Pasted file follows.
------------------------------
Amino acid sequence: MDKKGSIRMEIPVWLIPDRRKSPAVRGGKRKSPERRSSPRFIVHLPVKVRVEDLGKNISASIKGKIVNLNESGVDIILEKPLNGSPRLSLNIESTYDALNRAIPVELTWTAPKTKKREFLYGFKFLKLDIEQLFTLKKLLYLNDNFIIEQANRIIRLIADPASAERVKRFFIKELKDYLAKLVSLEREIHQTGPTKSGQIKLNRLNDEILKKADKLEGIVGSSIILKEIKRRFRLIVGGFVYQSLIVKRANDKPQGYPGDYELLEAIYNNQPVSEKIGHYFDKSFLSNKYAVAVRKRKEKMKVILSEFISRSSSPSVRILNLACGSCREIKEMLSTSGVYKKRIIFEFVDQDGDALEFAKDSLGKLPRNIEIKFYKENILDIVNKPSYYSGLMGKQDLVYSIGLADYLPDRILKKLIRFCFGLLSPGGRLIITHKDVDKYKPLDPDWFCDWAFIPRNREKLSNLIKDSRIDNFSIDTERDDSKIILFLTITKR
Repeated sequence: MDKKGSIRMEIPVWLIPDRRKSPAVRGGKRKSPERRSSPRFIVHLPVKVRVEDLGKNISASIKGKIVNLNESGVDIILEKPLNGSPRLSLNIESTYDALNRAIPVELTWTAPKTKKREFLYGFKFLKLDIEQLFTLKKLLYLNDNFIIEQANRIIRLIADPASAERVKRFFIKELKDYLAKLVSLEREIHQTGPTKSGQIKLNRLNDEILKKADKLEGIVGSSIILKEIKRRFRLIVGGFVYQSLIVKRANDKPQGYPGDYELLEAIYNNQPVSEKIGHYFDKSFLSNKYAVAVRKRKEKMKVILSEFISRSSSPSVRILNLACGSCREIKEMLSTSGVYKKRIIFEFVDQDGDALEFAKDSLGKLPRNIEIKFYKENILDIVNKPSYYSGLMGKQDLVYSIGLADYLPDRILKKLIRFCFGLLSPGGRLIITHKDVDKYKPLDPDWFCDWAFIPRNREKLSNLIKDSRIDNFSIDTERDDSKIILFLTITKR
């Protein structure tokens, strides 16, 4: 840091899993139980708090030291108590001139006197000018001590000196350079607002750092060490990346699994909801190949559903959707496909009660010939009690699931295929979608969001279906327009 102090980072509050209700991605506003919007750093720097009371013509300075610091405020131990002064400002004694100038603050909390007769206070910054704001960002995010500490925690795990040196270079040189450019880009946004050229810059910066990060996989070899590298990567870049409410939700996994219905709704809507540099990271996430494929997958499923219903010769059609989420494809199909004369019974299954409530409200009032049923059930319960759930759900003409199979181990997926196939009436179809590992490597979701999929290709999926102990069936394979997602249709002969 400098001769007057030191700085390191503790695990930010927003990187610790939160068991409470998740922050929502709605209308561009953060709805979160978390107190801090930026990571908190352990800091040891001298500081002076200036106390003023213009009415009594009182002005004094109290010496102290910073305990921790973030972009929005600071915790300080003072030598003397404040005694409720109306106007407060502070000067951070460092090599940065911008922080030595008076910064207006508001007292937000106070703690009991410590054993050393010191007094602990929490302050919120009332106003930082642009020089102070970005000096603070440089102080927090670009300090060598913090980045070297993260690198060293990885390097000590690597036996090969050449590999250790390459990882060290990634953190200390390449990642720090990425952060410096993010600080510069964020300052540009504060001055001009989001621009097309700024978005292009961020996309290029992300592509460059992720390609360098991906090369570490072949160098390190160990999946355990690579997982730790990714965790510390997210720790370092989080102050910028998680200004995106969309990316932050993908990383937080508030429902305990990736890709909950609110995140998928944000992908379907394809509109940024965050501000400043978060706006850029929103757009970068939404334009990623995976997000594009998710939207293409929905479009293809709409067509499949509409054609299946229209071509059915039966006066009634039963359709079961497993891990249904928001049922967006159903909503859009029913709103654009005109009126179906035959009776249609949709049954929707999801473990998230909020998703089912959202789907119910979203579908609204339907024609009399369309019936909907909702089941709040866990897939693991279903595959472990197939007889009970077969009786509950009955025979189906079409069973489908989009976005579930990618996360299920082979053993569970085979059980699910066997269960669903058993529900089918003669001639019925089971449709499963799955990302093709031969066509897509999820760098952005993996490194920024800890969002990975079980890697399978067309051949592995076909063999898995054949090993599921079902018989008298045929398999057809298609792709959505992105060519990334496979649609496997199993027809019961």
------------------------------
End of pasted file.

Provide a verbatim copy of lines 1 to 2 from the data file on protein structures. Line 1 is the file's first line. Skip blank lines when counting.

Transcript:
Amino acid sequence: MDKKGSIRMEIPVWLIPDRRKSPAVRGGKRKSPERRSSPRFIVHLPVKVRVEDLGKNISASIKGKIVNLNESGVDIILEKPLNGSPRLSLNIESTYDALNRAIPVELTWTAPKTKKREFLYGFKFLKLDIEQLFTLKKLLYLNDNFIIEQANRIIRLIADPASAERVKRFFIKELKDYLAKLVSLEREIHQTGPTKSGQIKLNRLNDEILKKADKLEGIVGSSIILKEIKRRFRLIVGGFVYQSLIVKRANDKPQGYPGDYELLEAIYNNQPVSEKIGHYFDKSFLSNKYAVAVRKRKEKMKVILSEFISRSSSPSVRILNLACGSCREIKEMLSTSGVYKKRIIFEFVDQDGDALEFAKDSLGKLPRNIEIKFYKENILDIVNKPSYYSGLMGKQDLVYSIGLADYLPDRILKKLIRFCFGLLSPGGRLIITHKDVDKYKPLDPDWFCDWAFIPRNREKLSNLIKDSRIDNFSIDTERDDSKIILFLTITKR
Repeated sequence: MDKKGSIRMEIPVWLIPDRRKSPAVRGGKRKSPERRSSPRFIVHLPVKVRVEDLGKNISASIKGKIVNLNESGVDIILEKPLNGSPRLSLNIESTYDALNRAIPVELTWTAPKTKKREFLYGFKFLKLDIEQLFTLKKLLYLNDNFIIEQANRIIRLIADPASAERVKRFFIKELKDYLAKLVSLEREIHQTGPTKSGQIKLNRLNDEILKKADKLEGIVGSSIILKEIKRRFRLIVGGFVYQSLIVKRANDKPQGYPGDYELLEAIYNNQPVSEKIGHYFDKSFLSNKYAVAVRKRKEKMKVILSEFISRSSSPSVRILNLACGSCREIKEMLSTSGVYKKRIIFEFVDQDGDALEFAKDSLGKLPRNIEIKFYKENILDIVNKPSYYSGLMGKQDLVYSIGLADYLPDRILKKLIRFCFGLLSPGGRLIITHKDVDKYKPLDPDWFCDWAFIPRNREKLSNLIKDSRIDNFSIDTERDDSKIILFLTITKR